B16 On Abortion part 1

From Christianity and the Crisis of Cultures

Why we must not give up the fight.

‘One widespread section of public opinion in the educate may find it exaggerated and inopportune — indeed, downright diostasteful — that we continue to remind them that the problem of respect for a life that has been and is not yet born is a decisive question.  In the last 15 years almost all Western countries have legalized abortion, to the accompaniment of lacerating debates; ought we not today to consider this problem settled and avoid brushing the dust off antagonistic ideological positions that have been made obsolete by the course of events?  Whyn not accept that we lost this battle and choose instead to dedicate our energies to initiatives that can hope to find support in a broader social consensus?  INdeed, if we remain on the superficial lever, we could be convinced that the legal approval of abortion has not really changed much in our private lives and in the life odf our societies; basically, everything seems to be going on as before.  Everyone can act in accordance with his consience:  a woman who does not want to have an abortion is not compelled to do so, and a woman who does have an abortion with the approval of a law would perhaps have done so in any case (or so we are told).  It all takes place in the silence of an operating room , which at least guarantees this ‘medical intervention’ will take place with a certain degree of safety: and it is as if the fetus that will never see the light of day had in fact never existed.  Who notices what is going on?  Why should we continue to speak publicly of this drama?  Is it no perhaps better to leave it buried in the silence of the consciences of the individuals involved?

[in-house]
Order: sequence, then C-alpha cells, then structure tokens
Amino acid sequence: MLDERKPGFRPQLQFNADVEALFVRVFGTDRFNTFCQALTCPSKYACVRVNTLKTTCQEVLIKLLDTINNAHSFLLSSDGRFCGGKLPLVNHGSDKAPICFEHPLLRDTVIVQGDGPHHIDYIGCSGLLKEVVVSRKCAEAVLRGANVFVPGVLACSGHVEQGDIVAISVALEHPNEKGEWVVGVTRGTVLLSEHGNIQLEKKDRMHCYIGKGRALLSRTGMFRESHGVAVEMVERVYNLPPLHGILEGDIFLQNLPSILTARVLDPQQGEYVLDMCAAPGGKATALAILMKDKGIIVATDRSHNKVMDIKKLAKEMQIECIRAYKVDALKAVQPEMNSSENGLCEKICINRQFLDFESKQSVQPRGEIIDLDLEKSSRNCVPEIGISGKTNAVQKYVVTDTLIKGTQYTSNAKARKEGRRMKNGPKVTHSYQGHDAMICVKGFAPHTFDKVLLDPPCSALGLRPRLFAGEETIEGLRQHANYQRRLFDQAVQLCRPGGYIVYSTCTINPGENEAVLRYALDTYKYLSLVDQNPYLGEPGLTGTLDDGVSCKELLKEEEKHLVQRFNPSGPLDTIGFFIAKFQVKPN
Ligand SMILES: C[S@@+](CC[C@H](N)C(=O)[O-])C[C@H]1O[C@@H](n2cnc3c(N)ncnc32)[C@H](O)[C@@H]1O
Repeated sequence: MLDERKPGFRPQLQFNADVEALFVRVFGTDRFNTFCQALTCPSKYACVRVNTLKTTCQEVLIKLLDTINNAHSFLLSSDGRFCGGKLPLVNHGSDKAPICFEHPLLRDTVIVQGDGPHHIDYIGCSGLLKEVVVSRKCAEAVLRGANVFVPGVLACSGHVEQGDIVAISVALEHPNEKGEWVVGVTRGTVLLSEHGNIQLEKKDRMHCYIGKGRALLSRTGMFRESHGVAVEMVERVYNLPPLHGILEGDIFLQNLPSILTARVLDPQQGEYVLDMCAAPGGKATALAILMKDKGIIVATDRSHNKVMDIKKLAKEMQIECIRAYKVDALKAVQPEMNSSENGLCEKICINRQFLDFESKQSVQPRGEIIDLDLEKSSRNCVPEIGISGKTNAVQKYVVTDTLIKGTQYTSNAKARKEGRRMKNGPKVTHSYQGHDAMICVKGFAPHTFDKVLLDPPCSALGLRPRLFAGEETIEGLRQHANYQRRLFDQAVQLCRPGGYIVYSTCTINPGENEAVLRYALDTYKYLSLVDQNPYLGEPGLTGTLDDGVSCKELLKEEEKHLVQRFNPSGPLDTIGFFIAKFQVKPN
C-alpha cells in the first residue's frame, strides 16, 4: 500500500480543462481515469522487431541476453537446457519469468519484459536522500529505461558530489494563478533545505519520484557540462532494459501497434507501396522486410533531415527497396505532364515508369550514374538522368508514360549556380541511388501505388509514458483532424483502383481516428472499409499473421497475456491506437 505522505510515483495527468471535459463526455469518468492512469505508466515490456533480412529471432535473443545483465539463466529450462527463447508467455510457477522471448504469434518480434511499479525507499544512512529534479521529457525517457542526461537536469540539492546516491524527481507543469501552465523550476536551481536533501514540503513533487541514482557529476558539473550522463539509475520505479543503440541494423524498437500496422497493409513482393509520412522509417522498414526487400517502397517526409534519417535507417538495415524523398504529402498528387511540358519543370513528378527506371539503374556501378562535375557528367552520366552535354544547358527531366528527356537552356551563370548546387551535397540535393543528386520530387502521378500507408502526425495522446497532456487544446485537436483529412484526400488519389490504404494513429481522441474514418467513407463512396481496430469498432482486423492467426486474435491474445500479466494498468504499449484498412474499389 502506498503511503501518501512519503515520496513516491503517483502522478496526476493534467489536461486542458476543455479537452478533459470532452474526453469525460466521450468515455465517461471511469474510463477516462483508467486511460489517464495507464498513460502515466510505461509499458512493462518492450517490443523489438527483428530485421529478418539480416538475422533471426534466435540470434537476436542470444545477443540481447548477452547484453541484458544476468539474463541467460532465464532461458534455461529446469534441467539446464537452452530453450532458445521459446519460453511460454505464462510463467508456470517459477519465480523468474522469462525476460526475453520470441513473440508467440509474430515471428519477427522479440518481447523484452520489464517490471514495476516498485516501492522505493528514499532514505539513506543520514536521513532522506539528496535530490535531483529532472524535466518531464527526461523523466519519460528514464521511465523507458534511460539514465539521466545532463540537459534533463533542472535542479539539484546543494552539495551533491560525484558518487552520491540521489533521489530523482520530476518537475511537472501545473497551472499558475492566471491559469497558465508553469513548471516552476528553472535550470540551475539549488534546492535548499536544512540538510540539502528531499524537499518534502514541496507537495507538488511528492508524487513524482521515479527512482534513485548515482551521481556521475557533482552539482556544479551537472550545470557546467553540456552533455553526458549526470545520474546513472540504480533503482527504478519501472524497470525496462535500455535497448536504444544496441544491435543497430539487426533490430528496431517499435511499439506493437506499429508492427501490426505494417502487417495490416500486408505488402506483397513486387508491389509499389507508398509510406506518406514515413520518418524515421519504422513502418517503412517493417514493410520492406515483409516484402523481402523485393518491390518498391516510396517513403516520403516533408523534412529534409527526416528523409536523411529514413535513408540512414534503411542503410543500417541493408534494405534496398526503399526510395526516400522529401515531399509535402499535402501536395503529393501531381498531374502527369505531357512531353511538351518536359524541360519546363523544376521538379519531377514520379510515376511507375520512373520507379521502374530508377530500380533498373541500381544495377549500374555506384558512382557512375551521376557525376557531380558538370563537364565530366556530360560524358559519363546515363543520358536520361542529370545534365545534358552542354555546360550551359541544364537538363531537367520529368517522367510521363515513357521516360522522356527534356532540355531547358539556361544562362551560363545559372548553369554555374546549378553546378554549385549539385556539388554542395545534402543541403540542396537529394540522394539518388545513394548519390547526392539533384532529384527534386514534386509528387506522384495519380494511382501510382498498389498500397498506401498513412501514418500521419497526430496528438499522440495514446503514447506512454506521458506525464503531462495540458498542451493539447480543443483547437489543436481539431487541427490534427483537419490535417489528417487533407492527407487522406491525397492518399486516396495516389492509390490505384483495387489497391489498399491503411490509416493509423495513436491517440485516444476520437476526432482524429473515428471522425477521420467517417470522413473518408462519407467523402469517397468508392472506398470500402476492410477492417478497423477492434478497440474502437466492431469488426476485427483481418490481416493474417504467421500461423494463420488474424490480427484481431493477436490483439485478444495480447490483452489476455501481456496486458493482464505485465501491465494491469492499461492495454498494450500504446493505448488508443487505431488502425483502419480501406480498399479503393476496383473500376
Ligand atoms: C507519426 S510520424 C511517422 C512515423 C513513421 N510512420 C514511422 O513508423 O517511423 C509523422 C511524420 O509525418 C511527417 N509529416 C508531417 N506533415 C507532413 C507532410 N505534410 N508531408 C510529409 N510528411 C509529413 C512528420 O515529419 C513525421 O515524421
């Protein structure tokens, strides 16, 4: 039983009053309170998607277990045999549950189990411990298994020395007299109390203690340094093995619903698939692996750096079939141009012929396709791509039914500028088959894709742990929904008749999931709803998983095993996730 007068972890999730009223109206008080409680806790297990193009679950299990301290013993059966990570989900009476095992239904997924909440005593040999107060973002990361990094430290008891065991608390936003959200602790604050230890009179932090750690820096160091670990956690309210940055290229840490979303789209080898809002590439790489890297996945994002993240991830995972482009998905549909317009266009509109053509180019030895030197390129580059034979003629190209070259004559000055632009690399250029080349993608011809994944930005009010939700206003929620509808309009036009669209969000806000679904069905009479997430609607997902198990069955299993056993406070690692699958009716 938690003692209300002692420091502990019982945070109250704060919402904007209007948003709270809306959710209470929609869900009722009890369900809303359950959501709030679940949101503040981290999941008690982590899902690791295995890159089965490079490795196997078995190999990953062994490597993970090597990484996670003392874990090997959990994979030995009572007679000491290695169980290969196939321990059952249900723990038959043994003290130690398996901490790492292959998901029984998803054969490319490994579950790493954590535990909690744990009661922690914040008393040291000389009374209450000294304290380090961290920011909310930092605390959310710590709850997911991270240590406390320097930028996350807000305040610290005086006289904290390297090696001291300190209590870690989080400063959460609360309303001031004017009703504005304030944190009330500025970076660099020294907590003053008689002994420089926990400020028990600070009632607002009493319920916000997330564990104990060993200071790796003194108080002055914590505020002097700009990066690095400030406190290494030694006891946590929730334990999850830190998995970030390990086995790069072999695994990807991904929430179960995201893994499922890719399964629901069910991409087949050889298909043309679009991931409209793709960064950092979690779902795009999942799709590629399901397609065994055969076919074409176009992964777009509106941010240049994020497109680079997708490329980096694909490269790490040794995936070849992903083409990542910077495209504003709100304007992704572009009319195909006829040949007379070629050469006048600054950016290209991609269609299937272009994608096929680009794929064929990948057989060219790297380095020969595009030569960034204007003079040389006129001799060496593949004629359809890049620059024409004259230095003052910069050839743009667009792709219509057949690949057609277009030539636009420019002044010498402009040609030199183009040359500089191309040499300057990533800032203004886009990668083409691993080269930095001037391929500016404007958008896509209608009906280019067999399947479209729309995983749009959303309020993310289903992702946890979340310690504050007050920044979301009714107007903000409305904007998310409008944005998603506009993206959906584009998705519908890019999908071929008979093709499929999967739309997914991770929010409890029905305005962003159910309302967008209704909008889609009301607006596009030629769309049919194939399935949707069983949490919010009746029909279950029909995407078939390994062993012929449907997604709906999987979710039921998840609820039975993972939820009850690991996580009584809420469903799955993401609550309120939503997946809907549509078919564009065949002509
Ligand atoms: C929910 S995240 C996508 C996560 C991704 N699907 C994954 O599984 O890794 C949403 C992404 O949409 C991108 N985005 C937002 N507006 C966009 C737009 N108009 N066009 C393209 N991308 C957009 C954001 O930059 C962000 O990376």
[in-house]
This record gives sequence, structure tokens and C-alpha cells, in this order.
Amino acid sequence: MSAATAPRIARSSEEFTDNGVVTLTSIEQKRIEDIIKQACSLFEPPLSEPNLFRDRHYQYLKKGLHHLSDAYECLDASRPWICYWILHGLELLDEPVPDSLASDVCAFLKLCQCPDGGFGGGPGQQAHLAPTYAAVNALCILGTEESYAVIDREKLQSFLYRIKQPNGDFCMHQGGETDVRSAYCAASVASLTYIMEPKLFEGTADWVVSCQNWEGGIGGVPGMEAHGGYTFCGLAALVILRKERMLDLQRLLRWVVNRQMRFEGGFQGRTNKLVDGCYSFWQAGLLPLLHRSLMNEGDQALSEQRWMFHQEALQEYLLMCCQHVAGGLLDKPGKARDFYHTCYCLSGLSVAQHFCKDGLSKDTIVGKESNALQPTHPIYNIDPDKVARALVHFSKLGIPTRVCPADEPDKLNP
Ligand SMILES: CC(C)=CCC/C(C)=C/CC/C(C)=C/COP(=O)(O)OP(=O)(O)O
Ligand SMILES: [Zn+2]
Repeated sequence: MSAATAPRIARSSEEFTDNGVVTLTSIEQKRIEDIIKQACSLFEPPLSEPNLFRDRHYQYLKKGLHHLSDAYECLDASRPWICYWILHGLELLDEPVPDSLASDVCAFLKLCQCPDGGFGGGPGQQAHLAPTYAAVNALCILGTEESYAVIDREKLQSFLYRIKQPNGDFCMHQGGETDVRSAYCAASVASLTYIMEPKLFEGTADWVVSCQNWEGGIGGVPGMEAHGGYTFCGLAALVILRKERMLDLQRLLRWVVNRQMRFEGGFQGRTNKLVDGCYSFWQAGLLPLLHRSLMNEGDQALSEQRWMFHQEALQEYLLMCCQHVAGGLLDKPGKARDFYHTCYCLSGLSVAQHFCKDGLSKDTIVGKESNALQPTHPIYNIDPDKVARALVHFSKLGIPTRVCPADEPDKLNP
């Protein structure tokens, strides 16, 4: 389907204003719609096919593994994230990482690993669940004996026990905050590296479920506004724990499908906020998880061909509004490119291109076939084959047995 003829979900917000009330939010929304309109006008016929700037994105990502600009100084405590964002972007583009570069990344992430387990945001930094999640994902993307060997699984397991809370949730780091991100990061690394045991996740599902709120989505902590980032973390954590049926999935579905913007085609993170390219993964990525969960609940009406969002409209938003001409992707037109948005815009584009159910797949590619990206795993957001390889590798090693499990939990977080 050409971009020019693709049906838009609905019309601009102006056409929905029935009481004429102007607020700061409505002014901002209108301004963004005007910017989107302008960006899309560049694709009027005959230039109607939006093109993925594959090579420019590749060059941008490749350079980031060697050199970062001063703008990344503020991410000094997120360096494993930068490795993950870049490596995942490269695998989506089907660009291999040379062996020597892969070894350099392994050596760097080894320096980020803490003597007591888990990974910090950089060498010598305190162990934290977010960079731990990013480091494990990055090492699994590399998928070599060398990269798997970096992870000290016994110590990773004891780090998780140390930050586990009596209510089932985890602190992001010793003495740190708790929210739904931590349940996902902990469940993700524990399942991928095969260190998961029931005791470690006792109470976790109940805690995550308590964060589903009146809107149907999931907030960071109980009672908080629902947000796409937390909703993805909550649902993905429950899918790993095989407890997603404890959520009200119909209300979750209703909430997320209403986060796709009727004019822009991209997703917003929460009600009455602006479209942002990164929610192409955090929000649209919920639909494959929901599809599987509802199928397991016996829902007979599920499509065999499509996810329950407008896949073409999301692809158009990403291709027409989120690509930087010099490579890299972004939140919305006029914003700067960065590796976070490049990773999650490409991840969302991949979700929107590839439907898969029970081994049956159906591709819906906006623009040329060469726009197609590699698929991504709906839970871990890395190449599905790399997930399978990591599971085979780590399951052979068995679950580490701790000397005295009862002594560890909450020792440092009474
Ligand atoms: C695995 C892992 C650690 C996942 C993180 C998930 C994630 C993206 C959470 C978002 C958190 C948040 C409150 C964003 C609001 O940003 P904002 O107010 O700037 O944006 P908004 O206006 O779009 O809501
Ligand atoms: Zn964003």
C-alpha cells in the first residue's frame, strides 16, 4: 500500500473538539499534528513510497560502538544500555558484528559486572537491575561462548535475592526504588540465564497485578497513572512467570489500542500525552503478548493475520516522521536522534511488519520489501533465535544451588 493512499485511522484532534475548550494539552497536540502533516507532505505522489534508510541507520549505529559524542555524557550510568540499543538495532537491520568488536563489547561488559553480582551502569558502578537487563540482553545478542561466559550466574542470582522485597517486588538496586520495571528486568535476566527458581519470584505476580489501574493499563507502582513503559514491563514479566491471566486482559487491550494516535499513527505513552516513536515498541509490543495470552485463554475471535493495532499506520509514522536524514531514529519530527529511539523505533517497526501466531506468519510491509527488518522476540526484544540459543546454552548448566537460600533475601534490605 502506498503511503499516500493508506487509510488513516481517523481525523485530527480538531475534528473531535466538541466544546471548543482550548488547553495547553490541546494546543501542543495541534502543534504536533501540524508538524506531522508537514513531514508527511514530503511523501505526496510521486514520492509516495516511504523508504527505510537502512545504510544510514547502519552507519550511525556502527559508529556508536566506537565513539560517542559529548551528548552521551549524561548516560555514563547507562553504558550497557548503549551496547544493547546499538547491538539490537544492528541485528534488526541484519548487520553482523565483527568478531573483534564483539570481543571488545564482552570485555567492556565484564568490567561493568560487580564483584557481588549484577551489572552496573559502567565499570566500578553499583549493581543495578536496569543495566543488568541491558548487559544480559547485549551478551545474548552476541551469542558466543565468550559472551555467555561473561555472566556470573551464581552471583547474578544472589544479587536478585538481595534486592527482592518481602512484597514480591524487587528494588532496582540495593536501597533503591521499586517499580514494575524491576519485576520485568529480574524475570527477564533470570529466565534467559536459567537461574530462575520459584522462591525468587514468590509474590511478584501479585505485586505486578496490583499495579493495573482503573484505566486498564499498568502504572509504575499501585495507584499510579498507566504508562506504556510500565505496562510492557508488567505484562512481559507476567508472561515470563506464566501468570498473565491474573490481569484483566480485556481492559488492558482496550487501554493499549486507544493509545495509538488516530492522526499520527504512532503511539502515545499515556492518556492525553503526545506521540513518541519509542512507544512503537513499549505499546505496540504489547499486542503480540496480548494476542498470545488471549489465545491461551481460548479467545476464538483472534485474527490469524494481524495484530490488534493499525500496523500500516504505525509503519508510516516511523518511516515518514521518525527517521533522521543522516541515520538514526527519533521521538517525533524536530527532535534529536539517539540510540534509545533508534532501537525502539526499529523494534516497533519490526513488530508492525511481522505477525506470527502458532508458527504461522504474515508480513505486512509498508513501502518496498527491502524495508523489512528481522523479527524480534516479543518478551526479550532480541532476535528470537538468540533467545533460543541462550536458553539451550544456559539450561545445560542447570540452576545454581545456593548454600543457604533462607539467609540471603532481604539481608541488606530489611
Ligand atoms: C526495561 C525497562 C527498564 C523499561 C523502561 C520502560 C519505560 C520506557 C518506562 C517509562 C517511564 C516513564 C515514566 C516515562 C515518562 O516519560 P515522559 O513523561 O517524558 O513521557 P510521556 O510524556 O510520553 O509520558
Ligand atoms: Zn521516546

The book of Genesis contains a passage that addresses our problem with impressive eloquence:  the blessing the Lord God pronounces on Noah and his sons after the flood.  After the event of sin, God reestablishes here, once and for all, the only laws that can guarantee the continuation of life for the human race.    God lays aside the bow of his wrath and embraces the world anew in his mercy, indicating (in view of future redemption) the essential norm’s for the world’s survival:  ‘For your lifeblood I will surely require a reckoning; of every beast I will require it and of man; of every man’s brother I will require the life of man.  Whoever sheds the blood of man, by man shall his blood be shed; for God made man in his own image’ (Gen 9:5-6).

With these words, God claims the life of man as his own specific posession: it remains under his direct and immediate protection.  It is something ‘sacred’.  When a man’s blood is shed, it cries out to him (Gen 4:10), because man is made in his image and likeness.  The authority of society and the authorities in society are instituted by him precisely in order to guarantee the respect of this fundamental right, which is endangered by the wicked heart of man.

It follows that the recognition of the sacred character of human life and of its inviolability — a principle admitting no excetpions — is not some trivial little problem or a question that may be considered relative, in view of the pluralism of opinions we find in modern society.  The text from Genesis guides our reflections in a double sense, which corresponds well to the double dimension of the questions we asked at the beginning of this essay:

First, there are no ‘small murders’.  The respect of every human life is an essential condition if a societal life worthy of the name is to be possible.  Secondly, when man’s conscience loses respect for life as something sacred, he inevitably ends by losing his own identity.’

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